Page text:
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What’s the perfect Christmas song to capture the mood in 2020, the year coronavirus stole Christmas? How about the traditional favorite, Have Yourself a Merry Little Christmas? Listen to these lyrics:

Have yourself a merry little Christmas. It may be your last.

Next year we may all be living in the past.

Have yourself a merry little Christmas. Pop that champagne cork.

Next year we may all be living in New York.

No good times like the olden days. Happy golden days of yore.

Faithful friends who were dear to us. Will be near to us no more.

But at least we all will be together. If the Lord allows.

From now on, we'll have to muddle through somehow.

So have yourself a merry little Christmas now.

No, that isn’t a depressing 21st century re-write to the jollier Christmas song we know and love. Those are the original lyrics.[i] The song premiered in the 1944 film Meet Me in St. Louis. Judy Garland was hired to play the part and sing the song, but she thought the lyrics were too depressing. So instead of singing Have yourself a merry little Christmas / It may be your last / Next year we may all be living in the past / the lyrics were changed to Let your heart be light / From now on our troubles will be out of sight.

Thirteen years later the lyrics went through another revision. Frank Sinatra was recording a Christmas album and he felt like the lyrics were still a bit too depressing. He called songwriter Hugh Martin and said “It’s just not very jolly. Do you think you could jolly it up for me?” Martin complied and changed From now on, we'll have to muddle through somehow to Hang a shining star upon the highest bough.

But muddling through seems a lot more like what we’re doing these days. And that’s not only because Covid-19. It turns out the holiday season, a time of happiness and excitement for many, is also marked by a surge in feelings of anxiety. A survey by the National Alliance on Mental Illness (NAMI) reported that approximately 24% of people with a diagnosed mental illness find that the holidays make their condition “a lot” worse and 40% “somewhat” worse.”[ii] A study in the United Kingdom last year found that half of adults claim Christmas is the most stressful and anxiety-inducing time of the year.[iii] A poll released a few weeks ago by the American Psychiatric Association contends that 62% of Americans feel more anxious than they did at this time last year.[iv]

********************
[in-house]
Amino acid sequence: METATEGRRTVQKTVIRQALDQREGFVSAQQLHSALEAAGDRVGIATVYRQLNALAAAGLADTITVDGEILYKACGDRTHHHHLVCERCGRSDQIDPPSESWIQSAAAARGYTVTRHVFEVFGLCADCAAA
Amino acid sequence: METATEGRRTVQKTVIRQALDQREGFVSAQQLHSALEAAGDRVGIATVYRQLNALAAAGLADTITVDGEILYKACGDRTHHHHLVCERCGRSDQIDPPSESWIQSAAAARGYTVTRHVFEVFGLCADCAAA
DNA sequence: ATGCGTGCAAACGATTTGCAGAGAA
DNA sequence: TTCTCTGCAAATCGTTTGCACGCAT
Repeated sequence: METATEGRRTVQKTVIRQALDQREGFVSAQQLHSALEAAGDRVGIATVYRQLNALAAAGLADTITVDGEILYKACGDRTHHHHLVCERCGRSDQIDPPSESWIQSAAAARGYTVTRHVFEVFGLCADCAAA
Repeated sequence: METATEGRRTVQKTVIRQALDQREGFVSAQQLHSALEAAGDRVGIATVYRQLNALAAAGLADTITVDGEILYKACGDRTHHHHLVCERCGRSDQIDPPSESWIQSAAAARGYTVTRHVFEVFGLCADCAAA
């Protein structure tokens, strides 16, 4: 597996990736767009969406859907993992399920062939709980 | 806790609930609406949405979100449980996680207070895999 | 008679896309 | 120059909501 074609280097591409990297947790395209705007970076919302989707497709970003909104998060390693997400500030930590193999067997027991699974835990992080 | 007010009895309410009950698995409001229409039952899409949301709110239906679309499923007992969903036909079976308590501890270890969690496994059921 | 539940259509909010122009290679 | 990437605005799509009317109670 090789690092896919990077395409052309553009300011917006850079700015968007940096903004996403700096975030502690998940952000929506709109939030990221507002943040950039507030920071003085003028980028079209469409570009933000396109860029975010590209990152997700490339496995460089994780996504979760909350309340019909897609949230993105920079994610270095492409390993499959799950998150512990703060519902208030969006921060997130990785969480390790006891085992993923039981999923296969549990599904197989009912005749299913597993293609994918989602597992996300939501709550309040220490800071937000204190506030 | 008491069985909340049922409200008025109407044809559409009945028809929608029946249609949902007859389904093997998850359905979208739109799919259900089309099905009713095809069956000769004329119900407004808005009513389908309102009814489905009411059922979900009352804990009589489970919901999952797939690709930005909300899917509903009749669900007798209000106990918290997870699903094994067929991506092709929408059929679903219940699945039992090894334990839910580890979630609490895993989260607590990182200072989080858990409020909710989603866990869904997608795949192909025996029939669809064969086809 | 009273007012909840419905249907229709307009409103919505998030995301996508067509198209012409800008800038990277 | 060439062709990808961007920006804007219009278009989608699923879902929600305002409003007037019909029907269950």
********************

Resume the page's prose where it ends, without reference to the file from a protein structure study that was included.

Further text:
Of course, problems with anxiety are not limited to adults. A 2019 survey by the Pew Research Center found that anxiety was a major problem among 7 out of 10 teenagers.[v] The study also found that from 2006 to 2016 the number of students having major episodes related to anxiety or depression has nearly doubled.[vi]

And all this anxiety is having negative effects. New York Times columnist Jessica Grose attributed the rise in anxiety to a growing acceptance of recreational marijuana. She writes, “After the kids go to bed, the grown-ups are drinking and smoking pot to distract themselves from the hellscape that is pandemic parenting.”[vii] Last week the Virginian-Pilot reported that drug overdoses across the state have skyrocketed during the pandemic, making this the worst year on record.[viii]

Are we doomed to have ourselves an anxious little Christmas? Is there any help or hope for the anxious? Stay tuned to the blog this week as we examine what God says to anxious exiles like us. But for today, just meditate on the Apostle Peter’s words in 1 Peter 5:6-7: Humble yourselves, therefore, under the mighty hand of God so that at the proper time He may exalt you, (7) casting all your anxieties on Him, because He cares for you.

[i] As told by Jason Markusoff, “It’s the Perfect Pandemic Christmas Song—but We Don’t Sing the Right Version,” Maclean’s, December 1, 2020,

[ii] “Mental Health and the Holiday Blues,” National Alliance on Mental Illness, November 19, 2014,

  [iii] Lisa Walden, “Why Christmas Fills Me with Anxiety,” Country Living, December 17, 2019,

[iv] “New APA Poll Shows Surge in Anxiety Among Americans Top Causes Are Safety, COVID-19, Health, Gun Violence, and the Upcoming Election,” American Psychiatric Association, December 21, 2020,

[v] Drew DeSilver, “The Concerns and Challenges of Being a U.S. Teen: What the Data Show,” Pew Research Center, February 26, 2019,   [vi] DeSilver.

[vii] Jessica Grose, “Mother’s Little Helper Is Back, and Daddy’s Partaking Too,” The New York Times, October 3, 2020,

[viii] Katherine Hafner, “Drug Overdose Deaths in Virginia Skyrocketed during the Pandemic. It’s Now the State’s Worst Year on Record.,” The Virginian-Pilot, December 12, 2020,